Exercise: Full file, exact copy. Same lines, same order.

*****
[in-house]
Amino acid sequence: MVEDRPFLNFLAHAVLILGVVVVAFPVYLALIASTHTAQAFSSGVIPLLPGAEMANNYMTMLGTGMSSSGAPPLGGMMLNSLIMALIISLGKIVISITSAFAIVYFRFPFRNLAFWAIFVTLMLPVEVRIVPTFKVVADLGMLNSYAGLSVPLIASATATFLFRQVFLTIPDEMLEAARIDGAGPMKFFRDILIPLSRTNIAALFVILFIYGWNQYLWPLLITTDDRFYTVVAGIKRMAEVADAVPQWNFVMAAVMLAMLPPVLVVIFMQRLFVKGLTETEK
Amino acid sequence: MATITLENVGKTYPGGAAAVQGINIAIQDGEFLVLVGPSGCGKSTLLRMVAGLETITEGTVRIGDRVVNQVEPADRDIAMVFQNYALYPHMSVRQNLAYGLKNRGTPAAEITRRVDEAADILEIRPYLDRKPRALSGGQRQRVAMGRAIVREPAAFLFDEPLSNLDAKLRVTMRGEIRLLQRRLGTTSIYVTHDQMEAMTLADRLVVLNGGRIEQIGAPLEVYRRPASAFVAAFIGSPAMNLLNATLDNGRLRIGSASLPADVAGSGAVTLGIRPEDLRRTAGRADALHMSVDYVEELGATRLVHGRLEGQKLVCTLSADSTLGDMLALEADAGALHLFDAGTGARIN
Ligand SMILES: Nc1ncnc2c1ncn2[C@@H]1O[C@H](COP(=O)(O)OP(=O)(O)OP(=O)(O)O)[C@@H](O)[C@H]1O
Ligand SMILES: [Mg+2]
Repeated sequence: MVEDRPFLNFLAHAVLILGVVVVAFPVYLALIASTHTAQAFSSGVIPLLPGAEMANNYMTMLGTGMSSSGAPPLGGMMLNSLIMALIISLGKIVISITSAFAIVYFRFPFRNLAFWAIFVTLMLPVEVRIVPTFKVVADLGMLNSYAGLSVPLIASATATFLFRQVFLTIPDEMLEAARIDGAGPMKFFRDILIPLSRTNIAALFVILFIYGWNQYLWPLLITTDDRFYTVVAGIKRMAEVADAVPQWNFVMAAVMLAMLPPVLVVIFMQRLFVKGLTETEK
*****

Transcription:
[in-house]
Amino acid sequence: MVEDRPFLNFLAHAVLILGVVVVAFPVYLALIASTHTAQAFSSGVIPLLPGAEMANNYMTMLGTGMSSSGAPPLGGMMLNSLIMALIISLGKIVISITSAFAIVYFRFPFRNLAFWAIFVTLMLPVEVRIVPTFKVVADLGMLNSYAGLSVPLIASATATFLFRQVFLTIPDEMLEAARIDGAGPMKFFRDILIPLSRTNIAALFVILFIYGWNQYLWPLLITTDDRFYTVVAGIKRMAEVADAVPQWNFVMAAVMLAMLPPVLVVIFMQRLFVKGLTETEK
Amino acid sequence: MATITLENVGKTYPGGAAAVQGINIAIQDGEFLVLVGPSGCGKSTLLRMVAGLETITEGTVRIGDRVVNQVEPADRDIAMVFQNYALYPHMSVRQNLAYGLKNRGTPAAEITRRVDEAADILEIRPYLDRKPRALSGGQRQRVAMGRAIVREPAAFLFDEPLSNLDAKLRVTMRGEIRLLQRRLGTTSIYVTHDQMEAMTLADRLVVLNGGRIEQIGAPLEVYRRPASAFVAAFIGSPAMNLLNATLDNGRLRIGSASLPADVAGSGAVTLGIRPEDLRRTAGRADALHMSVDYVEELGATRLVHGRLEGQKLVCTLSADSTLGDMLALEADAGALHLFDAGTGARIN
Ligand SMILES: Nc1ncnc2c1ncn2[C@@H]1O[C@H](COP(=O)(O)OP(=O)(O)OP(=O)(O)O)[C@@H](O)[C@H]1O
Ligand SMILES: [Mg+2]
Repeated sequence: MVEDRPFLNFLAHAVLILGVVVVAFPVYLALIASTHTAQAFSSGVIPLLPGAEMANNYMTMLGTGMSSSGAPPLGGMMLNSLIMALIISLGKIVISITSAFAIVYFRFPFRNLAFWAIFVTLMLPVEVRIVPTFKVVADLGMLNSYAGLSVPLIASATATFLFRQVFLTIPDEMLEAARIDGAGPMKFFRDILIPLSRTNIAALFVILFIYGWNQYLWPLLITTDDRFYTVVAGIKRMAEVADAVPQWNFVMAAVMLAMLPPVLVVIFMQRLFVKGLTETEK